The victim was taken to an emergency shelter for neglected and abused children. The next day Billie Long, director of the *202 shelter, observed that the victim had blood oozing from large areas on her legs. Ms. Long then took the victim to Dr. Robert Stewart's office. Dr. Stewart examined the victim and found she had large, ulcerating wounds on her thighs, as well as injuries to her face, arms, and head. He admitted her to the hospital to care for these injuries.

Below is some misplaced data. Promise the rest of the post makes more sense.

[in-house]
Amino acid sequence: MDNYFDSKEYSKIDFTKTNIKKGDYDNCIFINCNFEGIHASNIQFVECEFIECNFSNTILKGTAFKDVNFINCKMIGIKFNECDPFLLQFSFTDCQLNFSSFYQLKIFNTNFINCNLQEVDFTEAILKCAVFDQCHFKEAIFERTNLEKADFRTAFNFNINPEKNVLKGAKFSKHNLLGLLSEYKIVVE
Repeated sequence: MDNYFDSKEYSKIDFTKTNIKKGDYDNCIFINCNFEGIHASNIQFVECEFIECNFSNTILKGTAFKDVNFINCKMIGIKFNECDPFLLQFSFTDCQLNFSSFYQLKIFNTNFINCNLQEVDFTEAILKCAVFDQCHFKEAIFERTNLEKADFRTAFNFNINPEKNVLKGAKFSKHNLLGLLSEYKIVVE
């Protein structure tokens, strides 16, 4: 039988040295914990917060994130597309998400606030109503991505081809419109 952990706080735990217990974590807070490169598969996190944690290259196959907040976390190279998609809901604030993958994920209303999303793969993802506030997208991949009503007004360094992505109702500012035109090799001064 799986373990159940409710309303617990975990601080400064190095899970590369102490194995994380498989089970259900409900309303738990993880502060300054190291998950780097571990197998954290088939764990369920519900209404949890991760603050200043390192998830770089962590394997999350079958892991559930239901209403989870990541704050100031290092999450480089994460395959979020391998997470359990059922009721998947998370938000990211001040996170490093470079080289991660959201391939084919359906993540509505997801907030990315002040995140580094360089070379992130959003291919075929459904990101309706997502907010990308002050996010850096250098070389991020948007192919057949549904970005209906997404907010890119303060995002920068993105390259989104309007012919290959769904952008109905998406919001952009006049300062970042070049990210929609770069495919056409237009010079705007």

Dr. Theresa Spalding examined the victim upon admission to Huntsville Hospital. In addition to the ulcerated leg wounds, she observed multiple scars and abrasions all over the victim's body. Dr. Spalding also saw loss of hair on the victim's scalp and saw both old and new scars on her face. She further observed fingernail scars on the victim's ears and raised scars on her arms. The skin on the victim's right cheek was so thin that Dr. Spalding could see the blood vessels underneath. Such a condition was caused by repeated trauma to her face. A vaginal inspection revealed that the victim had a bacterial infection usually the result of sexual intercourse. The victim remained in the hospital for approximately two weeks, during which time she told Dr. Spalding that her father had beaten her.